|The choir screen at Le Faouët, in Brittany - 1480s|
|A not great shot of saint Fiacre at Le Faouët|
Even the plainer stuff of art history I can't wait to do: the restoration records (surprisingly few, so judging the polychromy will be tricky, but Vannes's archives have good stuff here); the movements into national patrimony (the French departmental archive system is ridiculously well organized - ask any researcher of Italian or German art; or, just try the diocesan archives: at Chartres, there was no catalogue of holdings, it was all in Abbé Bizeau's head, he said smiling and tapping his temple). The patronage is already terrific: a nobleman by the name of Olivier de Loergan, and so to begin to understand his motivations and his other commissions and (gulp, actually, much work needs to be done here - but I'm also vowing to not go all the way down the rabbit hole of noble patronage - I've always been more interested in popular reception anyway, and the ecocriticism will push me back out there). [Later edit: most peculiar: I've now found a source that cites Olivier as a sculptor "anobli par le duc en 1469" - wow! really? will have to investigate]. All of this is for an article for a special issue of the Journal of Medieval and Early Modern Studies on late medieval devotion - there's great interest in materiality and devotion, and the wonderful editors agreed this site could provide some good thinking on it all. So, I will witness, photograph, read, think, and write for 10 glorious days. Ultimately, it's a time to flesh things out, to put Tim Morton's Ecology without Nature into practice, to let Ian Bogost's Alien Phenomenology dance in my brain, and to, as ever I think, see if I can catch a glimpse of this other, medieval, world.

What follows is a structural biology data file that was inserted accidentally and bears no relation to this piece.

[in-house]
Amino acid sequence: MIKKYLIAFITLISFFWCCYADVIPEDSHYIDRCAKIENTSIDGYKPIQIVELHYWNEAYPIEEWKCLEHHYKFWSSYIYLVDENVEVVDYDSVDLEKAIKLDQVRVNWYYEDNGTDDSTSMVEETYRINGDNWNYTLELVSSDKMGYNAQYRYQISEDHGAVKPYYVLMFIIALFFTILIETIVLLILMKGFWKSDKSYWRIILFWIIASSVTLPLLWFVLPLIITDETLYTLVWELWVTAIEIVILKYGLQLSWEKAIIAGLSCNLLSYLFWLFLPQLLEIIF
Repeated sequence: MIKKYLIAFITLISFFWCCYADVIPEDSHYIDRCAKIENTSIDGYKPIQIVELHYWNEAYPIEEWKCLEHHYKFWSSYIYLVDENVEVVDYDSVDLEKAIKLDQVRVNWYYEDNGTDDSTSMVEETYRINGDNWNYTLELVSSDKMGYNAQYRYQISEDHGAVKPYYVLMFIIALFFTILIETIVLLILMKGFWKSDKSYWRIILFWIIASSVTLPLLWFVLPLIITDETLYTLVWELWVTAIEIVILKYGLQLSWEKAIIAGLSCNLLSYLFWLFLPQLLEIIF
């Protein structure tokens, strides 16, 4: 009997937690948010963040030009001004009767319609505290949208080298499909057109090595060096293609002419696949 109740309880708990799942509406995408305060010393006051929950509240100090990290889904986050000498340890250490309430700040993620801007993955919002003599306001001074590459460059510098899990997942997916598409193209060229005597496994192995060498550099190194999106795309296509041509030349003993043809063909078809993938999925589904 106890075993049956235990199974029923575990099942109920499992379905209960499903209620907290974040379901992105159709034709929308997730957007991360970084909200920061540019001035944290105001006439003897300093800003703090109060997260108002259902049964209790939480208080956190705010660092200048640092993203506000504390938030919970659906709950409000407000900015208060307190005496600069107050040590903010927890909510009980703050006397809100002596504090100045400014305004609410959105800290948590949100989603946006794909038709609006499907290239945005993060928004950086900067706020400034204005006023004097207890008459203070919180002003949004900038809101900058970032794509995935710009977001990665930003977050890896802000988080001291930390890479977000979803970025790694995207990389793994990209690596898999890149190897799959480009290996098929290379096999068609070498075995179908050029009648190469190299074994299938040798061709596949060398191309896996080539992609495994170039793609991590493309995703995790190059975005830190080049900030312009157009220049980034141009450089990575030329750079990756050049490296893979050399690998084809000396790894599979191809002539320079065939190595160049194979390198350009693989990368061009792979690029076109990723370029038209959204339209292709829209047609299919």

|... "and other delitefull smells"|